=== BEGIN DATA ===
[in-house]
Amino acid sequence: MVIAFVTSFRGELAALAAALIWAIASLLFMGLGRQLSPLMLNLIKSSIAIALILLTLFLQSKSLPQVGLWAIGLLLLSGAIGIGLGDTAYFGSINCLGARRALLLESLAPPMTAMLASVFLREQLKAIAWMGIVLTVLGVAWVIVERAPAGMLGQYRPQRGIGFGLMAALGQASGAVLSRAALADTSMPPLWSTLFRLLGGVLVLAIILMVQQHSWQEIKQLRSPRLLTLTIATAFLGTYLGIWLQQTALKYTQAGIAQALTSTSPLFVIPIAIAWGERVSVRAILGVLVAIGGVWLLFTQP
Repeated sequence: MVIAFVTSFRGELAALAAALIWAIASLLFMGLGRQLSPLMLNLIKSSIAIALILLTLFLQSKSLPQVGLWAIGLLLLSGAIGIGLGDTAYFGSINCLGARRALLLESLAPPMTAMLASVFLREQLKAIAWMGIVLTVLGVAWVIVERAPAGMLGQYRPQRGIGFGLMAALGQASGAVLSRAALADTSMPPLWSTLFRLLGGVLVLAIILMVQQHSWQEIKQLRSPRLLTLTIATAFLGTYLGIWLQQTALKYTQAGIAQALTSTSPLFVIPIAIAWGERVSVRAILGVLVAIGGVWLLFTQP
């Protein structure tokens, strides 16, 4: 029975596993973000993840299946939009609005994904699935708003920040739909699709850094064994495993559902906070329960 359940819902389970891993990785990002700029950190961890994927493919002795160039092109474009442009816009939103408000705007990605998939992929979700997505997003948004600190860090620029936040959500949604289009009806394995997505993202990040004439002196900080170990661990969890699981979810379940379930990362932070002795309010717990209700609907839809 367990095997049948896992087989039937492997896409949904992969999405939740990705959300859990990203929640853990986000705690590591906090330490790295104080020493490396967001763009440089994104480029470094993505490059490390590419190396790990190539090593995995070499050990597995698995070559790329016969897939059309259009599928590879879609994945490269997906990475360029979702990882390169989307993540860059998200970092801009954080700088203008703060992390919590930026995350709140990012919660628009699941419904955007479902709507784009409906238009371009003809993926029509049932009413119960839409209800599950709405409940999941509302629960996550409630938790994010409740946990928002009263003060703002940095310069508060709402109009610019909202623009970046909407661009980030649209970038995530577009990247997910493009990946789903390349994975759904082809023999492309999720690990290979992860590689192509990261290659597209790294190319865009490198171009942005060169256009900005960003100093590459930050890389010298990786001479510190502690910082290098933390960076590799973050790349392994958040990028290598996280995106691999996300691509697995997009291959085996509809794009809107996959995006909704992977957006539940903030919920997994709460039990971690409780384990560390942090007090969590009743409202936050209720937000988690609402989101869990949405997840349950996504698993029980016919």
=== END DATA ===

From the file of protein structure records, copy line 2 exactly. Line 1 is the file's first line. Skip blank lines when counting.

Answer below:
Amino acid sequence: MVIAFVTSFRGELAALAAALIWAIASLLFMGLGRQLSPLMLNLIKSSIAIALILLTLFLQSKSLPQVGLWAIGLLLLSGAIGIGLGDTAYFGSINCLGARRALLLESLAPPMTAMLASVFLREQLKAIAWMGIVLTVLGVAWVIVERAPAGMLGQYRPQRGIGFGLMAALGQASGAVLSRAALADTSMPPLWSTLFRLLGGVLVLAIILMVQQHSWQEIKQLRSPRLLTLTIATAFLGTYLGIWLQQTALKYTQAGIAQALTSTSPLFVIPIAIAWGERVSVRAILGVLVAIGGVWLLFTQP